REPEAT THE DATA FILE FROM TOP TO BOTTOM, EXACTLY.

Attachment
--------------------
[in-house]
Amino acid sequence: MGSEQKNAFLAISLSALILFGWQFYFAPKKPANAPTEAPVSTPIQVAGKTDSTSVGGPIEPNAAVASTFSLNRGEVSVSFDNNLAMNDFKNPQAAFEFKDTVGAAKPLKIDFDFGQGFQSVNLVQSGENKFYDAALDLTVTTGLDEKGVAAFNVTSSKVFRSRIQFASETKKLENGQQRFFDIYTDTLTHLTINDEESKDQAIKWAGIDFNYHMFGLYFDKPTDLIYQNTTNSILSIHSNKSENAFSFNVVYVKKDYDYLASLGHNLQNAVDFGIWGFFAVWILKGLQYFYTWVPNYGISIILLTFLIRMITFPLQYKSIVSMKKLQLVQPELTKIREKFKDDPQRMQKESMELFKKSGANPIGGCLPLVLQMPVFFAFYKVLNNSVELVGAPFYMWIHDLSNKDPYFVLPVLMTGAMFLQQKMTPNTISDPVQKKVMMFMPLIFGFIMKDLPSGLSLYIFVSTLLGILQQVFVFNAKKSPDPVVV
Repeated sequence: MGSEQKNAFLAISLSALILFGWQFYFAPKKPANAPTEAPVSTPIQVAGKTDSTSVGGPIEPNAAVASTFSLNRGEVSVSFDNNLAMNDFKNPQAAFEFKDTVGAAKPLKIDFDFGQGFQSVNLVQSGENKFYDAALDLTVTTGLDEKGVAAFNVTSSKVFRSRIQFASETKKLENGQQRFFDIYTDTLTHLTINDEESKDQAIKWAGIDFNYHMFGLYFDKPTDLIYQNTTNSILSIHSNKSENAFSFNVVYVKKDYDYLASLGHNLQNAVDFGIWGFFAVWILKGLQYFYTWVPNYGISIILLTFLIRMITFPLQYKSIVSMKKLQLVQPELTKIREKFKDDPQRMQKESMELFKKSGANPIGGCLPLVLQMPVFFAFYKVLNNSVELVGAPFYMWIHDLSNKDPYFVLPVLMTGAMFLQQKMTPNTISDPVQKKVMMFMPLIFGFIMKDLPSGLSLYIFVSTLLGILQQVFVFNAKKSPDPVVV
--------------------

[in-house]
Amino acid sequence: MGSEQKNAFLAISLSALILFGWQFYFAPKKPANAPTEAPVSTPIQVAGKTDSTSVGGPIEPNAAVASTFSLNRGEVSVSFDNNLAMNDFKNPQAAFEFKDTVGAAKPLKIDFDFGQGFQSVNLVQSGENKFYDAALDLTVTTGLDEKGVAAFNVTSSKVFRSRIQFASETKKLENGQQRFFDIYTDTLTHLTINDEESKDQAIKWAGIDFNYHMFGLYFDKPTDLIYQNTTNSILSIHSNKSENAFSFNVVYVKKDYDYLASLGHNLQNAVDFGIWGFFAVWILKGLQYFYTWVPNYGISIILLTFLIRMITFPLQYKSIVSMKKLQLVQPELTKIREKFKDDPQRMQKESMELFKKSGANPIGGCLPLVLQMPVFFAFYKVLNNSVELVGAPFYMWIHDLSNKDPYFVLPVLMTGAMFLQQKMTPNTISDPVQKKVMMFMPLIFGFIMKDLPSGLSLYIFVSTLLGILQQVFVFNAKKSPDPVVV
Repeated sequence: MGSEQKNAFLAISLSALILFGWQFYFAPKKPANAPTEAPVSTPIQVAGKTDSTSVGGPIEPNAAVASTFSLNRGEVSVSFDNNLAMNDFKNPQAAFEFKDTVGAAKPLKIDFDFGQGFQSVNLVQSGENKFYDAALDLTVTTGLDEKGVAAFNVTSSKVFRSRIQFASETKKLENGQQRFFDIYTDTLTHLTINDEESKDQAIKWAGIDFNYHMFGLYFDKPTDLIYQNTTNSILSIHSNKSENAFSFNVVYVKKDYDYLASLGHNLQNAVDFGIWGFFAVWILKGLQYFYTWVPNYGISIILLTFLIRMITFPLQYKSIVSMKKLQLVQPELTKIREKFKDDPQRMQKESMELFKKSGANPIGGCLPLVLQMPVFFAFYKVLNNSVELVGAPFYMWIHDLSNKDPYFVLPVLMTGAMFLQQKMTPNTISDPVQKKVMMFMPLIFGFIMKDLPSGLSLYIFVSTLLGILQQVFVFNAKKSPDPVVV